by Jon Tsuei, Eric Canete, Leonardo Olea
After all of the chaos of the past few issues as Rain makes a desperate effort to escape the city and the Origami, the past issue left readers wondering if it was all over. The story from Jon Tsuei and Eric Canete has been full throttle from the very start, and only in brief moments has it felt close to letting up. The book reaches its halfway point this month, and the fourth issue manages to once more press forward while elegantly filling in the past.
Here, the story opens to find Rain in her home. She appears much younger and she is depicted playing music. Readers have seen this before as glimpses are shown during an earlier sequence cut in between the action. The focus remains on this moment scene, here, as the home of Rain is raided. It’s an effective sequence that diverts only slightly, before diving back into the present. From there, it is an all out sprint over the rest of the issue. It is a testament to the creative team that this escape has transpired over issues now, and each turn of the page feels as exciting as the first. Rain also displays a new ability here that might start to give readers a bit more of a nod as to why she has been sought out since she was much younger. Suddenly, there is a whole new layer to the book and its protagonist. Writers Jon Tsuei and Eric Canete find these small but impactful ways to raise the intrigue and stakes in each issue.
The strange technology of the world continues to be worked into the story effortlessly. The book has never taken time to orient readers to the state of things and the setting. Instead, Tsuei and Canete present the world and all of its new elements as they would unfold and factor into the plot. The fourth issue is no different, as brand new technology and abilities are on display as the chase for Rain spreads across the city. Tsuei and Canete have found a way to never distract the reader with the sudden introduction of unfamiliar technology or weaponry. The story manages to unfold naturally, while building in so much about this universe. Tsuei and Canete are able to convey through these subtle techniques so much detail, the state of society and Rain’s motivations. The thrust forward never needs to lessen to make room for these things. And yet, a story so focused on the present threat doesn’t ignore the importance of all of these added pieces. RunLoveKill avoids simplicity through the careful approach to the script and the result is a rather enriching experience.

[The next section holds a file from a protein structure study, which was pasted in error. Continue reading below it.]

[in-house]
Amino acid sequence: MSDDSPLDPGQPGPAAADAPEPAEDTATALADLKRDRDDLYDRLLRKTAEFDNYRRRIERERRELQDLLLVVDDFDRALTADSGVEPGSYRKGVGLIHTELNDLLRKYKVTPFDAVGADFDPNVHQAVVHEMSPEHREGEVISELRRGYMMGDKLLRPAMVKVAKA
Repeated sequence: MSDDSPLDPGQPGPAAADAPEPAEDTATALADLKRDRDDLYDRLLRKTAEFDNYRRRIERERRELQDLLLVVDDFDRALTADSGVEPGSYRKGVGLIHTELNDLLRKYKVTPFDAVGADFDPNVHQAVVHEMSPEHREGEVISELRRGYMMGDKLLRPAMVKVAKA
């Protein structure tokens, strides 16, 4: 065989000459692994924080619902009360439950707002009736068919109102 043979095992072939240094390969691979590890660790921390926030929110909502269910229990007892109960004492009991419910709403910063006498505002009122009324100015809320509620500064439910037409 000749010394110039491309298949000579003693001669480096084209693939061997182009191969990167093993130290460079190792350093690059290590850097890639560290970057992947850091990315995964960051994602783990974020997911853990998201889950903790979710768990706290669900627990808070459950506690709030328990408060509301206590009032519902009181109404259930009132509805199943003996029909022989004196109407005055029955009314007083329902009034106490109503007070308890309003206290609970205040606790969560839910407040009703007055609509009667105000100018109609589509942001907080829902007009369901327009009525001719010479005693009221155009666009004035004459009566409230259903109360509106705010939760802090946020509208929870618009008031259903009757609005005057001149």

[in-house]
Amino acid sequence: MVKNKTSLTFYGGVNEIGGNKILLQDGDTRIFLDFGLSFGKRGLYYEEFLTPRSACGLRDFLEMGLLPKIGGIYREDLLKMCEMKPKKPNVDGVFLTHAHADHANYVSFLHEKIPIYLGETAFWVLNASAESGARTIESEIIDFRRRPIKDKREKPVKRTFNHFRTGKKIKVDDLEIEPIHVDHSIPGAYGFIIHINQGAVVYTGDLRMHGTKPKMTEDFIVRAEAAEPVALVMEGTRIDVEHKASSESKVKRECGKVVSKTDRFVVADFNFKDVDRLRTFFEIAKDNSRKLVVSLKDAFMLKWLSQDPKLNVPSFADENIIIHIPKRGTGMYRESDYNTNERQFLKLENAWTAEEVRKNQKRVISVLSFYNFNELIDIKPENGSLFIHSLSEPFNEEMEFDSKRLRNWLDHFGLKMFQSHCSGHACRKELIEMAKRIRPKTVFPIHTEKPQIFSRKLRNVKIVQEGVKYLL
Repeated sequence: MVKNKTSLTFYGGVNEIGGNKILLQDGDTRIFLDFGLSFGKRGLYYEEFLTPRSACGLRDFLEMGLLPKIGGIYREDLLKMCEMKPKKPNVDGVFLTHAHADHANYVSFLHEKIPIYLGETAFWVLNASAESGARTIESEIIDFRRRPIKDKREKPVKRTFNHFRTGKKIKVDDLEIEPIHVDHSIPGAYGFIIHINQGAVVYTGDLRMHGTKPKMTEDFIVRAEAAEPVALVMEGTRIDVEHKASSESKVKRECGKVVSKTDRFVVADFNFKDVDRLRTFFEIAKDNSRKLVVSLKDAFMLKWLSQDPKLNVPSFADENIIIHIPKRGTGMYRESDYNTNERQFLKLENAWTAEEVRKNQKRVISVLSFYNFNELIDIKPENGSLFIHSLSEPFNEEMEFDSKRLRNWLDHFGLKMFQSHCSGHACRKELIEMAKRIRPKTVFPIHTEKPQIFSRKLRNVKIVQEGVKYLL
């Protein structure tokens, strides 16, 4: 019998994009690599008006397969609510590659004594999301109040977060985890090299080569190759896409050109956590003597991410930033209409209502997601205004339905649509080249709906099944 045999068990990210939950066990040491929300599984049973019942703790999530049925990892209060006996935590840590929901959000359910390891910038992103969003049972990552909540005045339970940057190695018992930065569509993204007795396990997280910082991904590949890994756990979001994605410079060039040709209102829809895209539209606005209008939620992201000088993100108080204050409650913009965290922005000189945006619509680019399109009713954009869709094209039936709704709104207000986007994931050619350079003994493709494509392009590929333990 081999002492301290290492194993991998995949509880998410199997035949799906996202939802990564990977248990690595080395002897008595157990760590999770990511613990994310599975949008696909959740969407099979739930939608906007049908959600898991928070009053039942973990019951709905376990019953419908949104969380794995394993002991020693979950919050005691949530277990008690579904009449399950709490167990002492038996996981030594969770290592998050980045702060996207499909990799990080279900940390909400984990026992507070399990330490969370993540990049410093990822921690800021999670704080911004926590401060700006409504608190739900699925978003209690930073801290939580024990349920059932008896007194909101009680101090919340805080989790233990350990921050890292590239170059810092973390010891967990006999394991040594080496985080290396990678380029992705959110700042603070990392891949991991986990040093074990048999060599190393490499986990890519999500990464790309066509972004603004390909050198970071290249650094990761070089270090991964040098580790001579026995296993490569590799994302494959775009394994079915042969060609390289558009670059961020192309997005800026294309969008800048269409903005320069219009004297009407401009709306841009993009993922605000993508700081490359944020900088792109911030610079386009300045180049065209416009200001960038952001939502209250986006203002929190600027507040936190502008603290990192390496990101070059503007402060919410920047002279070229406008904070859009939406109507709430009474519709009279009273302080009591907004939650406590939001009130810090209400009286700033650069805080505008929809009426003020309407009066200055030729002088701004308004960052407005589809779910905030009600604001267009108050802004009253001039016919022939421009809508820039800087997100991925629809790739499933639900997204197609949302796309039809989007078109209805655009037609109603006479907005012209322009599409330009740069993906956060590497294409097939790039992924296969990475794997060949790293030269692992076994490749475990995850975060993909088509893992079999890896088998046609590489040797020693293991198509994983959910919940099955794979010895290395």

Eric Canete’s art along with fantastic coloring by Leonardo Olea are a major part of the energy behind this story. There is something incredibly effective about the way in which the visuals of the book are created. Canete’s paneling, shifting the number of panels, their arrangement on the page, and perspectives used throughout this prolonged chase all manage to evoke such visceral emotion. There is an urgency to each moment that Canete is able to capture. Olea’s coloring adds a real flare. Shifting the color palette, scenes are more potent in their emotional weight. The overlay of red for shots of the Origami inside of their mechanical dog transports not only orient readers, but also carry a tone of aggression. The artists work combine to capture the exact mood necessary to pair with the script of this book.
Ultimately, the final moments of the issue bring both a serious thrill and disappointment. The midway point of the story is also the breaking point in the release schedule for the book. RunLoveKill #4 has shown no sense of wavering in the skill and care taken on these first four chapters. So, while it is hard to have to wait for the next issue, it is only so because of the high quality of this arc. Readers will likely be eagerly awaiting the second half of the series.